The Elaborate Budget Dance

20.09.23 01:24 AM By Chuck Orzechowski

For most of us, the annual budget process is about to kick off.

Budgets. Love ‘em or hate ‘em? If you are an Operations Executive born after 1922, you've probably run into a budget or two during your career. I certainly have over the past 30 years. In fact, it was during my time in corporate America, after a few budget cycles, that I coined the phrase, "The Elaborate Budget Dance".

Have you done the Elaborate Budget Dance before? It’s a combination of the Tango and the awkward middle school slow dance. Yikes!

Before I get into the dance moves, let’s look at the origins of business budgeting. You can read the article, to learn more about its history.

1760: England – The Chancellor of the Exchequer developed a national budget each fiscal year as a check against the king's power to tax and control spending by public officials.

1837: England passes the Reform Act making the budget official.

1911: US President Taft lobbied the government for a budget.

1914: General Motors CFO, Donaldson Brown, created the first business budget to determine the return on investment from a relationship of factors including working capital, cost of sales, materials and more.

1922: J.O. McKinsey publishes "Budgetary Control" suggesting that the past is gone and only the future can be controlled. (Yes, the same McKinsey who went on to be the founder of the famous consulting agency.)

1987: Excel – probably still the single most used budgeting tool. (Guilty!)

2008 – Current: Waves of dissent have come and passed, yet the business budget still exists.

Some will argue that the business budget is a relic of the past and should be avoided at all costs. Others will argue that it helps align the organization on certain business goals, and if kept real-time, will provide invaluable guide rails for financial performance.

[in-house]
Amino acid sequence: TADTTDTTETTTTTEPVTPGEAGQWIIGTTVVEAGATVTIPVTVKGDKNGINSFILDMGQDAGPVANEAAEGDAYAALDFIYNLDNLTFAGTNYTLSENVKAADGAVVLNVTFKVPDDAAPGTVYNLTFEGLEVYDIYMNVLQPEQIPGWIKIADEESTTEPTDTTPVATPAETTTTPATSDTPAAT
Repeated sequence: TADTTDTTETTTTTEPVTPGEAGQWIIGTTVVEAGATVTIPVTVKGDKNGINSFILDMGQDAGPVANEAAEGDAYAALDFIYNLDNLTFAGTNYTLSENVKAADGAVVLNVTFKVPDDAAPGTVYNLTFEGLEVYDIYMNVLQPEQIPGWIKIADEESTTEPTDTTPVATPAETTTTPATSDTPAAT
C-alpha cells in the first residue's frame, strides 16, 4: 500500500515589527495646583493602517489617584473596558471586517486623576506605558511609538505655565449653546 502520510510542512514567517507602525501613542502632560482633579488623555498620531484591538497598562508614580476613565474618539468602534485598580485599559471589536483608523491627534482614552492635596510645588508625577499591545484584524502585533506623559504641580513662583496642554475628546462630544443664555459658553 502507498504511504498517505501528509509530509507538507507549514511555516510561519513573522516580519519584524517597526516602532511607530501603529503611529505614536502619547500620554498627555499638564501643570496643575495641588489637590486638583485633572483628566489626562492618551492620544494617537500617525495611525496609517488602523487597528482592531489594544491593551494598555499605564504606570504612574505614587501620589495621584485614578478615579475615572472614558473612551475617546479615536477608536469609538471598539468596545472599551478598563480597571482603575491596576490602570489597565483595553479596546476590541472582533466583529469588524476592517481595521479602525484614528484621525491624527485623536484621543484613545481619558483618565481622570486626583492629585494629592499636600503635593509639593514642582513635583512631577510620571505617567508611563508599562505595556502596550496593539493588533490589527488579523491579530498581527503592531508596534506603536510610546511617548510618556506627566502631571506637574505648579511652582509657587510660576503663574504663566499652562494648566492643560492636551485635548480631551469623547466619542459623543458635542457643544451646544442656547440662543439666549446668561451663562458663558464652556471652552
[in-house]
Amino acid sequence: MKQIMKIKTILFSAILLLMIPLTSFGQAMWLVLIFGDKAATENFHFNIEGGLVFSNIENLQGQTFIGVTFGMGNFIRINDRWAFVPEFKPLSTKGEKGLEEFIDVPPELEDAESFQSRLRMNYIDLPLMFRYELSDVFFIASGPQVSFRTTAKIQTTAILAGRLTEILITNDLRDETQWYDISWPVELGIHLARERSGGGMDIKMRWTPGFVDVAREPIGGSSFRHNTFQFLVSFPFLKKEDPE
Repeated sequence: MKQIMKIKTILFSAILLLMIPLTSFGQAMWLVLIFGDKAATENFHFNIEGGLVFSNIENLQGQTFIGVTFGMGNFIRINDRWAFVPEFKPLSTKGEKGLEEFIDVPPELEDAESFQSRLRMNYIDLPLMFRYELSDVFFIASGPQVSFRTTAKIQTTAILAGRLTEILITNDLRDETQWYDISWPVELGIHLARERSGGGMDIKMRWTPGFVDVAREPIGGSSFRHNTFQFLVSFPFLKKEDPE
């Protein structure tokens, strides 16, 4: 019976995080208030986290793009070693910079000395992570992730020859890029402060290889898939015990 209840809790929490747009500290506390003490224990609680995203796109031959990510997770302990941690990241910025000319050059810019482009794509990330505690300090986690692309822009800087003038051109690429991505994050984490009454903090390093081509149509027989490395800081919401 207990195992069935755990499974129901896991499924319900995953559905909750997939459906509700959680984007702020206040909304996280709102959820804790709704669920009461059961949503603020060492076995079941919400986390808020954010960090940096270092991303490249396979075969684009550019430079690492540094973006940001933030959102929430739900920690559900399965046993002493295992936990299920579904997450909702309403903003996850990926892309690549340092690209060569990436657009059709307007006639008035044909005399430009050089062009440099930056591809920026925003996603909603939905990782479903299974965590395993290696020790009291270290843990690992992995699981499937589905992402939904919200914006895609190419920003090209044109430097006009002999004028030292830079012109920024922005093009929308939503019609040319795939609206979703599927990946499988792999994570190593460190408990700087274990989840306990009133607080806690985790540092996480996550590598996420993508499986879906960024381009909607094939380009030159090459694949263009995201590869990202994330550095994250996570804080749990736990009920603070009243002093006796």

What does my experience show? Mixed results! For the record, almost all of my budget experience comes from the lens of manufacturing and service-related businesses. It’s where I learned my dance moves. Ha!

So, what is The Elaborate Budget Dance?

For me, it is a mash-up of research, analysis, projections, educated guesses, strong personalities and frustration. Here goes:

Step 1: Department Preparation

Department heads (including yourself) prepare individual budgets by reviewing projected sales revenues, then painstakingly calculate labor, material (if applicable) and other costs. You also build a Big Project employee wish list for special projects. And yes, this will most likely involve Excel (or Google Sheets and Slack for the hipper folks.)

(We’re not quite dancing yet, but we do feel pretty good about the exhaustive work of our analysis and the thoughtfulness of our employees’ Big Project wish list….)

Step 2: Submit your budget proposal

Like Ralphie dreaming about submitting his beautifully crafted story on the virtues of a Red Rider BB gun from the movie, A Christmas Story…you too await your A++++++ grade.



 Step 3: Rejection #1

Ugh. Your budget submission gets rejected and the evil twin superpowers of the CEO & CFO ask for a 15% across-the-board cut to everyone's budget. And…due by the end of the week.

(Now we’re starting to dance! We’ll call it a Tango.)

Step 4: Redo #1

Not a problem. You’ve built a little fluff in the numbers to account for “uncertainty”, so you reach out to your managers for a little cost trimming and - viola - you reduce your budget by 17%. Overachiever. This will certainly gain you accolades from the evil-twin superpowers! So you resubmit your budget with a day to spare.

Step 5: Rejection #2